I also prefer series where each book is a contained episode.  They all connect together and things that chronologically happened before will be referred to, or make a difference to what follows, but each book has a starting place a plot arc, climax and closing.  The continual quest that just keeps going and going…I have patience for about 5 books and then I’m generally done.

I can think of other things, but these top my list.   What about you, gentle reader?  What aspects will keep you reading, and what will drive you away?

~J

Meet the author Monday: Juliet Marillier September 6, 2010

Posted by kmcalear in Author Interview, Fantasy.
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Welcome to another author interview! Today we’re featuring Juliet Marillier, author of 11 novels currently in print, and hopefully author of 11 or 12… or 50 more! (*nudge nudge*). Juliet’s latest book Heir to Sevenwaters is newly published here in the US and in Australia, and would make a lovely Christmas Present if you’re still looking for gifts. Her novels have a beautifully flowing prose, engaging protagonists, romantic heroes and beautiful imagery. She richly deserves her many awards, most recently the Sir Julius Vogel Award for Young Adult Novels. (Cybele’s Secret).

Don’t forget to post comments! There are prizes to be won.
Enough from me…. on to the interview! (~K)

Lives: Perth, Western Australia
Webpage: Juliet Marillier
Books
: The Sevenwaters Trilogy, The Bridei Chronicals, Wolfskin, Foxmask, Wildwood Dancing, Cybele’s Secret, Heir to Sevenwaters
Genres: Historical Fantasy, Celtic Fantasy

From the mouth of the author:

1. What is the fantasy cliché that most bothers you, or what is your book pet-peeve?

My number one book pet-peeve is head-hopping – constant changes of point of view within one scene. It’s still pretty common in fantasy writing and distances the reader from the main protagonists. My number two pet peeve is writers using ‘lay’ when they mean ‘lie’, and editors who don’t correct it.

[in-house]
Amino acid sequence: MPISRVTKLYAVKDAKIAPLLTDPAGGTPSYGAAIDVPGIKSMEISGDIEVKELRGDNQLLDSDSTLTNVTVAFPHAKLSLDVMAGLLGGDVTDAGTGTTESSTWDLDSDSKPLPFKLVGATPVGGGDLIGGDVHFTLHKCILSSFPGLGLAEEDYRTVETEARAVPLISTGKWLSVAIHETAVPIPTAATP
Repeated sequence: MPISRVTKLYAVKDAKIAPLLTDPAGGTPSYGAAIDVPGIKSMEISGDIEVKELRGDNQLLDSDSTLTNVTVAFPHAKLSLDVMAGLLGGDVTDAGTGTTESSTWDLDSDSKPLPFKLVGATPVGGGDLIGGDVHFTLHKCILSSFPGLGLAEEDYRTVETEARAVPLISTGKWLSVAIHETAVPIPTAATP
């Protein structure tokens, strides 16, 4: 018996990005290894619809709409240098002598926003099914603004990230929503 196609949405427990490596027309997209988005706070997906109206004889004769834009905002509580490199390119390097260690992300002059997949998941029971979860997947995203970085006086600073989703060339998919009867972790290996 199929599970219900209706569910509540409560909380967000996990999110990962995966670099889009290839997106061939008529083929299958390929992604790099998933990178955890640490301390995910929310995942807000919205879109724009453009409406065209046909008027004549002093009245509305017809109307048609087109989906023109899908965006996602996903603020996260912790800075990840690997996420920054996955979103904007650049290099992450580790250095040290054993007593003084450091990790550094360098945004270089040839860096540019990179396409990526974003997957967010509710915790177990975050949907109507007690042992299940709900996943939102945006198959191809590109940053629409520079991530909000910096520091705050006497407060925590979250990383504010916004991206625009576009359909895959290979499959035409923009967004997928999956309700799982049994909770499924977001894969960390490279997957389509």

2. What is your favorite fantasy critter or fairy tale character and why? No, it doesn’t have to be one you write about.

The non-human characters in my books would be deeply offended if I ever referred to them as critters. They’d prefer to be considered somewhat similar to humans, but superior in all ways that matter. Most of them come from mythology or folklore, but I take quite a few liberties with them. I had a lot of fun with the Irish mythological race of Fomhoire in the Sevenwaters books, especially HEIR TO SEVENWATERS – they have become distinct individuals now with personal quirks. Their strongest skill is being able to blend with the surrounding landscape, whether it be water, stone, foliage or whatever. This has ensured their survival over many generations.

3. We all know it’s easy to get distracted when a project is taking its own sweet time to bubble. What is your Achilles heel when it comes to getting distracted from writing?

My two dogs, a Miniature Pinscher and a Maltese / Bichon cross. They are always up for more cuddles, snacks or walkies, so it’s easy to use that as an excuse to stop work – who could resist a little dog’s softly pleading eyes? I brew and drink a lot of tea and coffee, especially as my current work space is the kitchen table. Using the Internet for non-essential purposes is another great way to waste time. Close to deadlines, I disable the modem so I can’t obsessively check my email or visit favourite sites. I don’t switch off the dogs or the kettle.

4. With the holidays coming up what is your favorite winter activity?